Another comic-book adaptation, 2008’s The Middleman was a goofy romp notable for its rapid-fire pop-cultural references, odd-fit home (ABC Family?!), and co-star Natalie Morales in leather pants (inappropriate yet bootylicious for a Disney channel). The Middleman (Matt Keeslar) battles alien and supernatural threats, Men in Black–style, with Wendy (Morales) is his wiseacre apprentice; much big dumb fun is had.
A party girl (Malin Akerman) falls in love with and marries an older man (Bradley Whitford), much to the dismay/disgust of her BFF (hey, Natalie Morales again) and his two ex-wives (Marcia Gay Harden and Michaela Watkins). Saddled with a divisive and misleading title, 2013’s Trophy Wife had a killer cast, sharp writing and critical acclaim to burn, lasting 22 episodes before the ax dropped. Whitford can’t catch a break.
The Good Guys (Season 1 on Amazon)
Case in point: The Good Guys, a 2010 Fox (ugh …) series that was 50 percent buddy-cop drama and 210 percent lunacy, featured a mustachioed Whitford at his freak-flag funniest, only to be shut down after 20 episodes. Dallas detective Dan Stark (Whitford) is an old-school, loose-cannon cop who hates “computer machines” and “smarty phones”; Det. Jack Bailey (Colin Hanks) is his by-the-book partner. A cop show for people who hate cop shows.
This whole column could be about single-season MTV shows, but 2010’s Warren the Ape (an unlikely spin-off of equally unlikely 2002 Fox series Greg the Bunny) was easily the most fucked up. Thespian monkey puppet Warren’s career spirals into drug-debauched chaos following the cancellation of Greg’s hit kids’ show, leading him into exploitation flicks, cheap porn and, worse, off-off-Broadway theatre. Dr. Drew (as himself) is no help.
Another one-and-done MTV series, 2011’s Death Valley followed the twilight cop cases of the Undead Task Force, who are charged with policing vampire, werewolf and zombie crimes in the San Fernando Valley. MTV wasn’t the place for a bloody blend of dark comedy and genuine horror. Death Valley probably would have lasted longer than 12 episodes on Syfy, or any other cable outlet. Still, it gave Tania Raymonde’s (Lost) eyebrows a chance to be funny.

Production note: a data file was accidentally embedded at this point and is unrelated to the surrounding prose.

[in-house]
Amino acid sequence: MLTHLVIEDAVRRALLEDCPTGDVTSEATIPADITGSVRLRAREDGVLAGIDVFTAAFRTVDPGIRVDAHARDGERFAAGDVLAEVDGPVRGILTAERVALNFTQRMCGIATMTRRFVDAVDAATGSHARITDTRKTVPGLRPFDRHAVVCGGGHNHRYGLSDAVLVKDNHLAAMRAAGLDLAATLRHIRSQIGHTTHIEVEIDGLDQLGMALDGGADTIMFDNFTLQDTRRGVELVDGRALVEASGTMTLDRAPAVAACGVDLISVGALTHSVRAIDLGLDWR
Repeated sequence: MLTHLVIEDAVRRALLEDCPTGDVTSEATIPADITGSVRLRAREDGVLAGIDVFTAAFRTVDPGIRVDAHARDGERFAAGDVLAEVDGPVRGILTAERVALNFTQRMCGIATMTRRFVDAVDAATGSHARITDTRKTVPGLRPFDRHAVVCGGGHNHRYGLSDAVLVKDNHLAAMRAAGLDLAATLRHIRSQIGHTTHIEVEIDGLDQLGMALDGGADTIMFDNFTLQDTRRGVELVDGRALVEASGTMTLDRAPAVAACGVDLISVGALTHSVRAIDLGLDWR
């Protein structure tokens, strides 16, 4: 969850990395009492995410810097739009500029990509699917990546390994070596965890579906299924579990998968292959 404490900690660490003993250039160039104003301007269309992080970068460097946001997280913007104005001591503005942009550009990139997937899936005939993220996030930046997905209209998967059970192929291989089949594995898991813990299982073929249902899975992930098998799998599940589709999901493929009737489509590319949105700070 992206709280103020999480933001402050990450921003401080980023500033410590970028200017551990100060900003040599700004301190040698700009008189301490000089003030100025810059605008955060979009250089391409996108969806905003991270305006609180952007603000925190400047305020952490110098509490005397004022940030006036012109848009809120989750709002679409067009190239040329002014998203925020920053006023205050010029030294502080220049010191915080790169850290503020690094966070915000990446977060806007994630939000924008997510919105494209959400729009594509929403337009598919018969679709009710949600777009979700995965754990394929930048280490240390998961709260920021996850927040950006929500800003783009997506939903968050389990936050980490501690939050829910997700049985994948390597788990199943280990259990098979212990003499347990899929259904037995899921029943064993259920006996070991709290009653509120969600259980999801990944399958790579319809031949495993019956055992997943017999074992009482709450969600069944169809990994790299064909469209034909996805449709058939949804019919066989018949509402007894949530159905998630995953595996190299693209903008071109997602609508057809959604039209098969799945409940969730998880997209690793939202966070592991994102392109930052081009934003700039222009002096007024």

Quarry was the Memphis-barbecued second season of True Detective everybody really wanted—too bad it went unwatched on Cinemax instead of HBO proper. This ’70s crime-noir series was grittily crafted and spun with jarring twists, and Logan Marshall-Green‘s seething performance as a Vietnam-vet-turned-reluctant-hitman should have won all the awards. Instead, Cinemax cancelled Quarry after an eight-episode run in 2016.
Not so much “good” as “so hilariously bad it’s ironically good,” 2007 CBS vampire drama Moonlight was either a rip-off of Angel or an attempt to cash in on pretty-vamp Twilight mania. Whatever the plan, it didn’t work: CBS staked L.A. private dick Mick St. John (Alex O’Loughlin) after 16 ridiculous episodes. Even funnier than a vampire detective was his girlfriend, a “famous” “internet journalist.” In 2007? And she’s not on TMZ? Please.
Now here’s a supernatural investigator and a real journalist, Carl Kolchak! Kolchak: The Night Stalker only lasted 20 episodes over 1974 and ’75, but actor Darren McGavin’s rumpled-Chicago-newspaper-reporter-inspired myriad sci-fi series over the decades—most famously, The X-Files. Sure, it looks cheesy now, but Kolchak was groundbreaking, disturbing shit in the post-Exorcist ’70s. Warning: Avoid the 2005 reboot, as it suuucks.